"The Brits, who were used to storms raking the British isles, were amused at the prospect of the Americans having to get their 'fragile' aircraft out of harm's way of the impending hurricane," said Nielsen-Gammon. "Colonel Duckworth took offense.
"So he wagered his English comrades that he could fly into the hurricane, come back and remain unscathed."
Lt. Ralph O'Hair was the only flight navigator on the field that morning. Sitting at the mess table with Duckworth and the British pilots, he was drawn into the debate.
When Duckworth turned to ask O'Hair if he would navigate the impromptu mission, the lieutenant agreed.
"Such was my respect for Duckworth and his flying abilities," O'Hair would later say.
As commander of the field, Duckworth was the ultimate local authority. But, he had superior officers elsewhere. He knew approval was impossible, both because of the risk to man and machine and the amount of time it would take to escalate the request up the chain of command.
The storm wouldn't wait.
Duckworth and O'Hair took off.
"While everyone else was trying to run away from the storm, Duckworth was flying toward it," Nielsen-Gammon said. "When they made radio contact with Houston air-traffic control, they were told to keep close track of their positions so that search parties could be sent out for rescue when the plane disappeared."
Sitting behind Duckworth as he flew threw the heavy rains of the outer bands of the storm, O'Hair pondered what it would be like to parachute out of an airplane inside a hurricane. He remembered, "being tossed about like a stick in a dog's mouth."
Then suddenly, all was quiet.
They had entered the eye of the storm.
Above them bright clouds appeared. Below, they could see land. O'Hair estimated the diameter of the eye to be nine or 10 miles. He described the shape of the center as a "leaning cone." Duckworth circled inside the storm's calm interior for a time.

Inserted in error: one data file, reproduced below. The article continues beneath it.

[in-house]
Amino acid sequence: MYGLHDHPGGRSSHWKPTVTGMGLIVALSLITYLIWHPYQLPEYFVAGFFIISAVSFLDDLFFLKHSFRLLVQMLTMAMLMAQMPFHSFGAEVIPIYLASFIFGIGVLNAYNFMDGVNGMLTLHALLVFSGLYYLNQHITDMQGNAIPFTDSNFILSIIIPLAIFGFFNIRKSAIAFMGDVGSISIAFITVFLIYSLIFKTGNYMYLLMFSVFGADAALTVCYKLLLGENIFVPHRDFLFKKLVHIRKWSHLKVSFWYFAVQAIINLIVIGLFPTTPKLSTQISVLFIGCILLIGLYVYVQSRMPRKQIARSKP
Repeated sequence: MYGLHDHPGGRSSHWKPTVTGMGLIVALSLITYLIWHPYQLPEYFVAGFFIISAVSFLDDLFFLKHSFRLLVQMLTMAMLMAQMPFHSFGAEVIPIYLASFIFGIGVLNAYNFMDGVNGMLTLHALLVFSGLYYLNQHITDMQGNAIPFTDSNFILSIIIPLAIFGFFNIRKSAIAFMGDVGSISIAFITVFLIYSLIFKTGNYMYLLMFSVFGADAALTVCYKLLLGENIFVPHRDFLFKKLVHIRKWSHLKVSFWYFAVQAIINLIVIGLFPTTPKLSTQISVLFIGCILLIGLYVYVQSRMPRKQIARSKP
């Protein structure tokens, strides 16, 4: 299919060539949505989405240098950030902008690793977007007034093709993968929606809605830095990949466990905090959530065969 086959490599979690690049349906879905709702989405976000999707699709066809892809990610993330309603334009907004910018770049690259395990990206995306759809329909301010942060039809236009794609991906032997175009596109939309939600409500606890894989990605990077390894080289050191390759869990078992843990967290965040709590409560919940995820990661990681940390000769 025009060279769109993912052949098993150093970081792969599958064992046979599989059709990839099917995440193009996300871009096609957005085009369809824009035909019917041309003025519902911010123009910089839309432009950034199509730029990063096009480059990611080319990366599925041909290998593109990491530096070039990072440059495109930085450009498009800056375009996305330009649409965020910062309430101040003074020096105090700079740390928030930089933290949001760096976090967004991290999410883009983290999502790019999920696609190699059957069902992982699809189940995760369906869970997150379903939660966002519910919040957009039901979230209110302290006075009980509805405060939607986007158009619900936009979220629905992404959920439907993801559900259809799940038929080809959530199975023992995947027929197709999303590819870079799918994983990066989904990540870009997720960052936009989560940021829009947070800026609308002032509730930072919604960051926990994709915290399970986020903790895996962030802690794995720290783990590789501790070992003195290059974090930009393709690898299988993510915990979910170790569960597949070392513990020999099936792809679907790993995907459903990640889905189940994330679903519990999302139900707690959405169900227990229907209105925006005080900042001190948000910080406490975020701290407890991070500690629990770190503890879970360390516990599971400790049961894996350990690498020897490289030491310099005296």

Aligning the aircraft toward home, they punched back into the hurricane on the return flight to Bryan Field. Heavy rains and gusting winds pounded the plane. Duckworth's confidence in flying through zero visibility was absolute.
Upon landing back at Bryan Field, there was little time to celebrate. The field's weather officer, Lieutenant William Jones-Burdick was standing on the flight line.
"Burdick requested permission to go back into the storm," Nielsen-Gammon said.
"So, after making the first intentional flight into a hurricane, Duckworth then made the first scientific flight on the same day."
That night on post, the achievement was celebrated. Never again would anyone doubt the durability of the North American aviation-made AT-6 Texan trainer.
Within a year, the Army Air Forces established a weather reconnaissance squadron. By 1946, those who flew missions for that group were officially called "Hurricane Hunters."
They still fly today as the 53rd Weather Reconnaissance Squadron of the Air Force Reserve.
Duckworth retired from the Air Force in 1955 and became head of the safety bureau of the Civil Aeronautics Board. He died July 26, 1964, in Battle Creek, Michigan, one day shy of the 21st anniversary of his historic flights.
Each year, the Air Force presents an award in Duckworth's honor recognizing contributions to aerospace instrument flight.
A historical marker outside the east entrance to the RELLIS Campus details Duckworth's remarkable wartime achievement.
Tim Gregg is a consultant hired by A&M System Chancellor John Sharp to create RELLIS Recollections, a project to preserve the history of the RELLIS Campus site. He can be reached via email at firstname.lastname@example.org.